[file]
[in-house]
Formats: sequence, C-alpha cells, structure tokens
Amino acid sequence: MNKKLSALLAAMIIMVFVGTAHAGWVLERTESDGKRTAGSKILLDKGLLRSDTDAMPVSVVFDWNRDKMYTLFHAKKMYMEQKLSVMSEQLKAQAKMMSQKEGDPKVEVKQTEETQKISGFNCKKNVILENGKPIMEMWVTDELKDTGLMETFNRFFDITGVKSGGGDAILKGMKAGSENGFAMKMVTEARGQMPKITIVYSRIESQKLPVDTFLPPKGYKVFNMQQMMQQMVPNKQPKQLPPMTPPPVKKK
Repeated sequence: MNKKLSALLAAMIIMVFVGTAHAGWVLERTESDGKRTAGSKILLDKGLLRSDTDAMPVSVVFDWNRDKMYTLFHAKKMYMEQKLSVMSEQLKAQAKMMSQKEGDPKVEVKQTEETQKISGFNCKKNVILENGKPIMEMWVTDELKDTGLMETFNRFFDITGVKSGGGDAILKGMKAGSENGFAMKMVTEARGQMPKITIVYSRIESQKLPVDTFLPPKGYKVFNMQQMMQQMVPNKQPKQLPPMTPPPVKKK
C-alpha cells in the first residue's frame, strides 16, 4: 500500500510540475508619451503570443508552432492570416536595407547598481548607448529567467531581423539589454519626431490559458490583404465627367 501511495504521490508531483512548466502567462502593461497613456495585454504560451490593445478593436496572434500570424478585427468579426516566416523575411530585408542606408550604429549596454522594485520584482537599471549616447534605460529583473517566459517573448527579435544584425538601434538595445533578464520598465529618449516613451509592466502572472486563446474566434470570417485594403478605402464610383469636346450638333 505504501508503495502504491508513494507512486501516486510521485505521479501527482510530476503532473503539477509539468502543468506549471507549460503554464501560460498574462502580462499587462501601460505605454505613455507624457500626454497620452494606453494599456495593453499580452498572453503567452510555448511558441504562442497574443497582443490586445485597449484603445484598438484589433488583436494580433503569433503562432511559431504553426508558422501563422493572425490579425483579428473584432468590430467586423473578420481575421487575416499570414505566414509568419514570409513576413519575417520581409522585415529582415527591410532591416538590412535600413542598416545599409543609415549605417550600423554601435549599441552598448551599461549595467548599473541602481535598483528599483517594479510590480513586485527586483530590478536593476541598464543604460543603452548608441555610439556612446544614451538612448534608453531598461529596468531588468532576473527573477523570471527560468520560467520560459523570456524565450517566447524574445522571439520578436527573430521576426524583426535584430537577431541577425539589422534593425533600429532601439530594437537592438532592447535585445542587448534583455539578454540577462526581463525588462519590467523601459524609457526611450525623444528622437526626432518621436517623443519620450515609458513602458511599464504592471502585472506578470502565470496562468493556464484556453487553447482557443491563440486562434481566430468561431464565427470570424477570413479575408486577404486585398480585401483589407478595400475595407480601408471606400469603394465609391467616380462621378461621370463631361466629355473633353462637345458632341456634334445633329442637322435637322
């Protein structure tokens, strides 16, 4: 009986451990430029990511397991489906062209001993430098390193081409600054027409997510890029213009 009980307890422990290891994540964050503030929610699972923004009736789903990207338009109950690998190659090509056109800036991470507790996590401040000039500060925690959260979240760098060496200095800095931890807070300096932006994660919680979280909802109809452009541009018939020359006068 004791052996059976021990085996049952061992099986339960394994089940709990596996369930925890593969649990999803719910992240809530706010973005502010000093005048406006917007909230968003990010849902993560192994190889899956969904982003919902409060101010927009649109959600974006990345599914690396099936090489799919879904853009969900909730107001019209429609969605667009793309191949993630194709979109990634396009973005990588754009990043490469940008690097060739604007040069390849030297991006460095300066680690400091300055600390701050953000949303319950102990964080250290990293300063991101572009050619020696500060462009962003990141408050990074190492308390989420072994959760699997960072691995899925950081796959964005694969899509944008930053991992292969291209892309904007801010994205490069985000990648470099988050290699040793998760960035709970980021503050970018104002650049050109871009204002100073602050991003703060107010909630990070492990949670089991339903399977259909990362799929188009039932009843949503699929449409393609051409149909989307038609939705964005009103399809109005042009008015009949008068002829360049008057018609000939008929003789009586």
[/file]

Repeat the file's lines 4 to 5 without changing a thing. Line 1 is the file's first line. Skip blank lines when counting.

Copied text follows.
Repeated sequence: MNKKLSALLAAMIIMVFVGTAHAGWVLERTESDGKRTAGSKILLDKGLLRSDTDAMPVSVVFDWNRDKMYTLFHAKKMYMEQKLSVMSEQLKAQAKMMSQKEGDPKVEVKQTEETQKISGFNCKKNVILENGKPIMEMWVTDELKDTGLMETFNRFFDITGVKSGGGDAILKGMKAGSENGFAMKMVTEARGQMPKITIVYSRIESQKLPVDTFLPPKGYKVFNMQQMMQQMVPNKQPKQLPPMTPPPVKKK
C-alpha cells in the first residue's frame, strides 16, 4: 500500500510540475508619451503570443508552432492570416536595407547598481548607448529567467531581423539589454519626431490559458490583404465627367 501511495504521490508531483512548466502567462502593461497613456495585454504560451490593445478593436496572434500570424478585427468579426516566416523575411530585408542606408550604429549596454522594485520584482537599471549616447534605460529583473517566459517573448527579435544584425538601434538595445533578464520598465529618449516613451509592466502572472486563446474566434470570417485594403478605402464610383469636346450638333 505504501508503495502504491508513494507512486501516486510521485505521479501527482510530476503532473503539477509539468502543468506549471507549460503554464501560460498574462502580462499587462501601460505605454505613455507624457500626454497620452494606453494599456495593453499580452498572453503567452510555448511558441504562442497574443497582443490586445485597449484603445484598438484589433488583436494580433503569433503562432511559431504553426508558422501563422493572425490579425483579428473584432468590430467586423473578420481575421487575416499570414505566414509568419514570409513576413519575417520581409522585415529582415527591410532591416538590412535600413542598416545599409543609415549605417550600423554601435549599441552598448551599461549595467548599473541602481535598483528599483517594479510590480513586485527586483530590478536593476541598464543604460543603452548608441555610439556612446544614451538612448534608453531598461529596468531588468532576473527573477523570471527560468520560467520560459523570456524565450517566447524574445522571439520578436527573430521576426524583426535584430537577431541577425539589422534593425533600429532601439530594437537592438532592447535585445542587448534583455539578454540577462526581463525588462519590467523601459524609457526611450525623444528622437526626432518621436517623443519620450515609458513602458511599464504592471502585472506578470502565470496562468493556464484556453487553447482557443491563440486562434481566430468561431464565427470570424477570413479575408486577404486585398480585401483589407478595400475595407480601408471606400469603394465609391467616380462621378461621370463631361466629355473633353462637345458632341456634334445633329442637322435637322